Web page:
The past is the present for future generations who do not know their history

Things I Learned From Cancer 101 (7)

by Sandra Pullen on Wednesday, February 9, 2011 at 8:08pm

What has gone so terribly wrong in this world that newborn babies in their mother’s arms, get cancer?

How does that happen?

The types of cancer are many and varied.  Osteosarcomas, Neuroblastomas, Lymphomas, and so many other technical names that are too difficult to pronounce and impossible to spell. 

I simply call “it” the Beast.

The word beast is defined as a cruelly rapacious animal. A living organism.  Fits cancer perfectly.  A cruel beast.

The damage done by the beast is visible and sometimes, obvious.  Austins’ precious little bald head is something I will never forget.  Nor will I forget the first time, his Aunt Shelley saw him as his hair was beginning to fall out.   Her face crumpled as she got out of her car and came around to hold him. We all felt the same way.  The pictures tell the story much better than I can.  They are put away.  Out of sight, out of mind.   So we hope.

When the cancer beast entered my life and world, I never looked at it as a punishment.  It never occurred to me to feel “picked on” or  singled out.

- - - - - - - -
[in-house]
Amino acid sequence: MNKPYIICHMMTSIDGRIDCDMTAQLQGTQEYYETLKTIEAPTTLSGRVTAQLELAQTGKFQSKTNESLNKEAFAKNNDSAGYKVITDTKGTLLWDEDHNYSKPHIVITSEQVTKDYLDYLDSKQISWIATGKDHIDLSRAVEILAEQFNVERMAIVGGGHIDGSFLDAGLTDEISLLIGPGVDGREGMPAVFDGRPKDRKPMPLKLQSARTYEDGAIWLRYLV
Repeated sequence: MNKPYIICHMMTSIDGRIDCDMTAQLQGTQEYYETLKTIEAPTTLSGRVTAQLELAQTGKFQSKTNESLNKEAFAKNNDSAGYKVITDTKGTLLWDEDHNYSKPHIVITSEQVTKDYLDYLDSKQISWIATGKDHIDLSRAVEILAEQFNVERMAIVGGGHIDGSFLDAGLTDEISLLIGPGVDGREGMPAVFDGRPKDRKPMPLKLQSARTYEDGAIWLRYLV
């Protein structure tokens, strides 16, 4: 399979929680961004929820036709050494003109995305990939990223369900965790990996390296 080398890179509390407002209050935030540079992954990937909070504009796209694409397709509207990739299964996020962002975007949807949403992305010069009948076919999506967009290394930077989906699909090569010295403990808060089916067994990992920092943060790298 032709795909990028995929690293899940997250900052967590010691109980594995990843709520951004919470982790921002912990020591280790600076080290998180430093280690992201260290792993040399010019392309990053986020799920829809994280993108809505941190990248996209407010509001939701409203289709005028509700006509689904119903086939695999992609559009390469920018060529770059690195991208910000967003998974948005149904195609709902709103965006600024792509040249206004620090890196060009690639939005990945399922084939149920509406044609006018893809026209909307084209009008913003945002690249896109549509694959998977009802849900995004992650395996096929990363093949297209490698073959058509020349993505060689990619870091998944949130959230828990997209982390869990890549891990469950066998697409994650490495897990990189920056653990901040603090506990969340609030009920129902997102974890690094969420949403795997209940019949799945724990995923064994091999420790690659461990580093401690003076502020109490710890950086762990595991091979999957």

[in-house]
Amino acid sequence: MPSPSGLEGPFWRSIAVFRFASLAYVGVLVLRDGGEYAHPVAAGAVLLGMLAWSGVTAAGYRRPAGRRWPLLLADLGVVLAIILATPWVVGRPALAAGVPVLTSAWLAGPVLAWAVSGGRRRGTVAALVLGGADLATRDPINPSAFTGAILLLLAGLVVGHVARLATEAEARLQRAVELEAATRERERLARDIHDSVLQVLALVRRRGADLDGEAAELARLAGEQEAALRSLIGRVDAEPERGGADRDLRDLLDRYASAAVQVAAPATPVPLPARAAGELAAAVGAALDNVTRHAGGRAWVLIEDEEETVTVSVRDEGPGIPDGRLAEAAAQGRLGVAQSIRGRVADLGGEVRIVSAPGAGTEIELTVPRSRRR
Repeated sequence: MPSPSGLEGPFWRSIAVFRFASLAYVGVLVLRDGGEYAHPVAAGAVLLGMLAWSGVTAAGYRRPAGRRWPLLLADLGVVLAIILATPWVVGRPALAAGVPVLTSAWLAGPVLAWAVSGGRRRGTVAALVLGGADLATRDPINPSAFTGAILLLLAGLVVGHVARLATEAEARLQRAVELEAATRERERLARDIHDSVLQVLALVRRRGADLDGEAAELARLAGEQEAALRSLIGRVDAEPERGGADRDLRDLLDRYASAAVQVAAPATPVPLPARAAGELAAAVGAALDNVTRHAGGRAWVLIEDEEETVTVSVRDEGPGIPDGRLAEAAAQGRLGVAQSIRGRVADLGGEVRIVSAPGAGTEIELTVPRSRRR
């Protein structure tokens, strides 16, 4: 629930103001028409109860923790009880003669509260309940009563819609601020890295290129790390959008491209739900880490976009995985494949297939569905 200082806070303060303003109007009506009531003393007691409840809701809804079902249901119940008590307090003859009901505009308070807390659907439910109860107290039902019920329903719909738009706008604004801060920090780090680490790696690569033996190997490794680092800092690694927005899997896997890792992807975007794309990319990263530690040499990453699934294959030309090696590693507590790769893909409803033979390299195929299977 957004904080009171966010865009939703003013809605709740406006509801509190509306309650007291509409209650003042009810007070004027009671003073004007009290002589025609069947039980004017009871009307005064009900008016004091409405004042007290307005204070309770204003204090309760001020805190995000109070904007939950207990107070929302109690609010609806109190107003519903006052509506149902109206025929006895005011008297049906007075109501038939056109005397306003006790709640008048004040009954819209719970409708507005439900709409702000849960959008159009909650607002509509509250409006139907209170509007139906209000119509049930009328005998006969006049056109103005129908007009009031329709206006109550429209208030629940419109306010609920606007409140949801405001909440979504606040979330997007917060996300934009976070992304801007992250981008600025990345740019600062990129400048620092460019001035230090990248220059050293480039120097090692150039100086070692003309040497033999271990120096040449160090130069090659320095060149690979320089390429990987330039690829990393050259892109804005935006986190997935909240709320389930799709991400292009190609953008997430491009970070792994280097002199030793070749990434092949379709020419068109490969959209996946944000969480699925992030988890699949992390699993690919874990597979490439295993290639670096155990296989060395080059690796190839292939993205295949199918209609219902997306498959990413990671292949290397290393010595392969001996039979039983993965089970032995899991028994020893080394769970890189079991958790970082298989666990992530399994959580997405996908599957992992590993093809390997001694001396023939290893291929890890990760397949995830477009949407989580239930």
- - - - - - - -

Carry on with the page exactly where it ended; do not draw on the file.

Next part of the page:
It did however make me more determined to live my life in such a way that others would know, the beast can be beaten.

Now, having said that, never think that for one second,   all stories have the “happily ever after” ending. 

Sometimes the beast wins, and that is what breaks my heart.

When Austin was diagnosed, I admit, I did question…….Why my baby?  Why Austin?

The Pullen Grandchildren

Doug and Sandra Pullen's Grandchildren

One trip to St. Jude and I assure you,  you will not be the same person you were before. It’s one of those places that should be sad, and sometimes it is……..very!

  I will never forget the first visit we had with our Austin there. 

We were so happy to see him!  It had been three weeks.  I was so excited that I ran in and grabbed him up, leaving my purse sitting on a table in the common living room. 

He wanted Papa and I to take him outside to the playground, and of course, we did.  He played on the slide and ran around like he had never met the beast.  The only indication that he was sick was his pallor.

After about an hour, I realized that I had left my purse inside.  Oh no!   Inside were my credit cards,  check book and money.

Doug hurried inside, hopefully it had not been stolen. 

When he came back to the playground, he had the strangest look on his face and my purse in his hands.  

“What’s the matter?”  I asked. 

I will never forget his words.

“It was right where you left it.  Sandra, down here, I don’t think it’s about money. What these kids need, money can’t buy”

You’re right, more tears.

The leaving was torture.  I remember sobbing as he stood in the doorway of the Ronald McDonald house, his little arm waving bye bye to Nana and Papa.  I left my heart there. 

On the interstate, traveling home, all I could feel was heartbreak.  I cried until I couldn’t see. And all at once, I remembered, I had left my purse!